Segmented Wire Stator ESL simulator (esl_seg_ui)
I thought I had posted this information before, but when glorocks asked about it in the ESL woofer thread, I couldn't locate it.
Sooooo, I figured it deserved it's own thread.
“esl_seg_ui” is a program written by Edo Hulsenbos for modeling segmented line source ESLs.
I think you can still download a copy at the following link:
- See Post#9 for info on additional archive file that is required.
- See Post#39 and Post#75 for English Translation version of esl_seg_ui posted by Bazukaz.
Used with knowledge of its assumptions, I have found the results to be accurate.
The most important assumptions that you need to keep in mind are:
1) ESL panel is assumed to be infinitely tall, or fully filling the floor to ceiling space. If this isn’t the case, keep the listening distance parameter no greater than the height of your ESL panel and the plotted LF results will be reasonably accurate. In practice moving further away than this will result in rolling off of the LF response, but the program does not model this.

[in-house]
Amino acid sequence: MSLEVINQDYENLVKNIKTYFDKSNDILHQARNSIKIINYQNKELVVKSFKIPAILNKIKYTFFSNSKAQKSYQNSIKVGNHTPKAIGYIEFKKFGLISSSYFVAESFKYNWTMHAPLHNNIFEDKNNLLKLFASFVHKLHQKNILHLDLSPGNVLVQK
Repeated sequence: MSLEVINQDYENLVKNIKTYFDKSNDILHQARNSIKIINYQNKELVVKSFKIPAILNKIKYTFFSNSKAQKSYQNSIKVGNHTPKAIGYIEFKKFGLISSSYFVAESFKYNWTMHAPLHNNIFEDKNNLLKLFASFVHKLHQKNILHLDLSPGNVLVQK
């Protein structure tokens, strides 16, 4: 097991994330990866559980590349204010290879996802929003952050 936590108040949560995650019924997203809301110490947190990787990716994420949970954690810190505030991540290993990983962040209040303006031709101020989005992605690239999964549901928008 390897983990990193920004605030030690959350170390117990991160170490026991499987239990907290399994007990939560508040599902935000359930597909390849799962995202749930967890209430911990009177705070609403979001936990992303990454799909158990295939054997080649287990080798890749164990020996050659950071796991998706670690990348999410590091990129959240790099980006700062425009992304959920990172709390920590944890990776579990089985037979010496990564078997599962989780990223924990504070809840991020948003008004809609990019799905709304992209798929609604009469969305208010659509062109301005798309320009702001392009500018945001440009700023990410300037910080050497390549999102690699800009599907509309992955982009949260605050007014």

- See Post#20 and Post#27 for more details on panel height assumption and LF response.
2) ESL panel width is assumed to be small compared to listening distance. In practice moving closer than about 10x the width of the panel, and the HF response will start to roll off or flatten, but the program does not model this.
3) Audio signal amplitude is assumed to be uniform for all frequencies. So, transform leakage inductance which affects HF bandwidth and peaking/roll-off in the response is not considered.
4) Diaphragm resonance at low frequency is not modeled.